With most Americans still under shelter-in-place orders, it makes sense that parents everywhere are worried about the impact these orders will have on child care. However, while the experience of parenting during the pandemic can be challenging, in states where economies are reopening, we have to wonder about the safety and health of the children. How will this be ensured?
Congress has extended its recess for the safety of congressional representatives, but the urgency for finding a solution for dedicated child care funding has never been greater. We need as many people as possible to reach out and make phone calls and send messages to their members of Congress. Congressional staffers are still keeping track of outreach, so if you sent a message earlier this month, thank you. But your representatives need to hear from you in multiple ways this week to have the most impact as the next round of coronavirus relief starts to come together. First, place your phone call. Call your member of Congress now and let them know: We need $50B in dedicated Child Care funding.
So after you place your call, take the next step! Childcareaware.org has compiled a tool kit for helping you to advocate for child care right from home! (Click here: https://www.childcareaware.org/our-issues/advocacy/day-on-the-hill-advocacy-toolkit/)
Schedule a Meeting or Call with your Legislator in Five Easy Steps
1. Do you already have a contact in the offices of your Members of Congress? If so, skip to step 3.
2. If not, identify your legislators and find contact information.
3. Connect with the district office through a brief email or phone call—it is best to make your request in writing and follow up with a call within a few days. Ask to speak with the district’s scheduler or another staff lead on child care to set up the meeting. You can also visit your legislator’s website and use the “Request a Meeting” form available from most members.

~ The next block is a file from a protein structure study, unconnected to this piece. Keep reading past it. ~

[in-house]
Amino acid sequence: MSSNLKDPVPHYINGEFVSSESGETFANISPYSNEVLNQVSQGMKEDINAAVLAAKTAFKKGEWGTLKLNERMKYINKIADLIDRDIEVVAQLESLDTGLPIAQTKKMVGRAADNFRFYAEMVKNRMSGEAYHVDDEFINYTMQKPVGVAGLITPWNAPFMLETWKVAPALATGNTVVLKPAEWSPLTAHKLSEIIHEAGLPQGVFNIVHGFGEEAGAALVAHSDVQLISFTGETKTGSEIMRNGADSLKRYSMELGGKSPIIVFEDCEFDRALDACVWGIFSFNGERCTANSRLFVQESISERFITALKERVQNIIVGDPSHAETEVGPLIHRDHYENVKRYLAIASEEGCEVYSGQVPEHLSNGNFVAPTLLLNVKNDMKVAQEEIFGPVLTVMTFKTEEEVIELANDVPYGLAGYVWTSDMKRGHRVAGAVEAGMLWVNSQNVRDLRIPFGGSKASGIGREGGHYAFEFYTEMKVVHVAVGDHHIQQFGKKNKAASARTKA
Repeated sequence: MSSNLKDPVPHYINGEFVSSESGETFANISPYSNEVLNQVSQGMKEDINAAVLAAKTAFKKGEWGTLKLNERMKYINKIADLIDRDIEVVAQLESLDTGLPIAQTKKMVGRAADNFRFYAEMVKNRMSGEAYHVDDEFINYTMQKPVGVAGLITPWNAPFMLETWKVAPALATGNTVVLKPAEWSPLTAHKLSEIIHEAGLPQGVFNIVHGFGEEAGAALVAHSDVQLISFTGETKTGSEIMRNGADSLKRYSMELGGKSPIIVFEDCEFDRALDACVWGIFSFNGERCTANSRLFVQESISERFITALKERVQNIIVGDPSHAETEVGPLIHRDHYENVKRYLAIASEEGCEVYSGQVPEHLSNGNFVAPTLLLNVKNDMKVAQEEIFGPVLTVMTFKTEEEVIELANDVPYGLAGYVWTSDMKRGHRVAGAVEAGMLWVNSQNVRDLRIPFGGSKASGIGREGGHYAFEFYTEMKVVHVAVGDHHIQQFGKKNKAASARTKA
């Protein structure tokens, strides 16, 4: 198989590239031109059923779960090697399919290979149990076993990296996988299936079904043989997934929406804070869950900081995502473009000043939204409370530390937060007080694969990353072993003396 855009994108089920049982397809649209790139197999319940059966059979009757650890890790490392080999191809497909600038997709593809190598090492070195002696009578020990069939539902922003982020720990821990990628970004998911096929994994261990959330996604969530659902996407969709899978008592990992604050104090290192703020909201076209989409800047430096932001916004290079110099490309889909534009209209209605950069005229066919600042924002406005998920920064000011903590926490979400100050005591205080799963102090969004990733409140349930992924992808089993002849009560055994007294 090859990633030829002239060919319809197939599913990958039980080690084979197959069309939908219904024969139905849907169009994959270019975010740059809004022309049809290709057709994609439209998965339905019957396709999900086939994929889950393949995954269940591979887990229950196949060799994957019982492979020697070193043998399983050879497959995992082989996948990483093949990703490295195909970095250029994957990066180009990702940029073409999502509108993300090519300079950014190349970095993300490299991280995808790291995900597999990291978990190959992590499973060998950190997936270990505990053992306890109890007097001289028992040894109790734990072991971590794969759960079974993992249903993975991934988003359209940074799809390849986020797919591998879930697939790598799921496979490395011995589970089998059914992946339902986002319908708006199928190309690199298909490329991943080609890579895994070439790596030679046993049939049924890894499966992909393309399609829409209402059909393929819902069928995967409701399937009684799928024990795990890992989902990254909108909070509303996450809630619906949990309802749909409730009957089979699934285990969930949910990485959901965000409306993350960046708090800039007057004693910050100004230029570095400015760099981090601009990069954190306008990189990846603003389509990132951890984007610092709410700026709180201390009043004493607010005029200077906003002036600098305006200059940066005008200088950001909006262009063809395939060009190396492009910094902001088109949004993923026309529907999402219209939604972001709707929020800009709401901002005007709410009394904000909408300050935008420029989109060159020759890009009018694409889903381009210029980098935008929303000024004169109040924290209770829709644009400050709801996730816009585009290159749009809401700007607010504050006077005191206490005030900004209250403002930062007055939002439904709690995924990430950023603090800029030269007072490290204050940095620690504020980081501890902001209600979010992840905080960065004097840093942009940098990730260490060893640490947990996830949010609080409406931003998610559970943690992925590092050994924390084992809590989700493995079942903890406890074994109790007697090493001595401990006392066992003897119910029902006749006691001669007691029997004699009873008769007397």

4. Use the email starter language and phone script below to connect with staff in your congressional offices. If you can, try to tailor it to your community and communication style.
5. Do not be discouraged if you do not hear back right away. You may have to contact the congressional office a few times to get a response. Allow at least one business day in-between follow-up.
If you are sending an email, it should contain the following:
1. Your name and address to show that you are a constituent, as well as your organization (if applicable).
2. The issues you wish to discuss – keep it brief.
3. The local office you wish to visit (if requesting a meeting).
4. The dates that you can meet. Include several dates or a wide time frame so that there is flexibility in scheduling the meeting.
NCCA has an example email layout on the homepage of our website (nccanet.org).
Now more than ever providers, early childhood educators, parents, businesses, etc. MUST be vocal about the situation that licensed child care is facing. Without your participation, there are not enough voices to change where we are headed. Thank you for helping “America Go Back To Work” and to fund child care! (Thank you to childcareaware.org and vox.com for info!)